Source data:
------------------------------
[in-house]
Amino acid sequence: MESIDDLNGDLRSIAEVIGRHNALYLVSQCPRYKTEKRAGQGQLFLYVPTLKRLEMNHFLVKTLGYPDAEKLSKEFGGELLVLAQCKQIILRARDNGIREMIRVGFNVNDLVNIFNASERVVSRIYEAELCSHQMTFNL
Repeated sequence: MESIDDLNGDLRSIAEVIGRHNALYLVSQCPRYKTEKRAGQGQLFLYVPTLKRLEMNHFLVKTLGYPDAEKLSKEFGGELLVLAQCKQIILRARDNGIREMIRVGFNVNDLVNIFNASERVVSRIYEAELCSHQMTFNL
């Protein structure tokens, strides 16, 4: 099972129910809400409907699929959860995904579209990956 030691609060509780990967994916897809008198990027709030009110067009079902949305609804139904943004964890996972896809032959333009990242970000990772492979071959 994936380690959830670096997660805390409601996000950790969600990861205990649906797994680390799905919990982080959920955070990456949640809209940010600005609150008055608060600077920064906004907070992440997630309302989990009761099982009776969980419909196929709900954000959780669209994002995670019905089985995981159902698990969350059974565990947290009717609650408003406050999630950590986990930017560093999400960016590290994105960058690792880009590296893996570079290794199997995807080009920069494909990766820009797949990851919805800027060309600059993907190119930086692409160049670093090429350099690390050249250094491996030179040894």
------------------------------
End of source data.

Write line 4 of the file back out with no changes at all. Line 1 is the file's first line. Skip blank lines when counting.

């Protein structure tokens, strides 16, 4: 099972129910809400409907699929959860995904579209990956 030691609060509780990967994916897809008198990027709030009110067009079902949305609804139904943004964890996972896809032959333009990242970000990772492979071959 994936380690959830670096997660805390409601996000950790969600990861205990649906797994680390799905919990982080959920955070990456949640809209940010600005609150008055608060600077920064906004907070992440997630309302989990009761099982009776969980419909196929709900954000959780669209994002995670019905089985995981159902698990969350059974565990947290009717609650408003406050999630950590986990930017560093999400960016590290994105960058690792880009590296893996570079290794199997995807080009920069494909990766820009797949990851919805800027060309600059993907190119930086692409160049670093090429350099690390050249250094491996030179040894």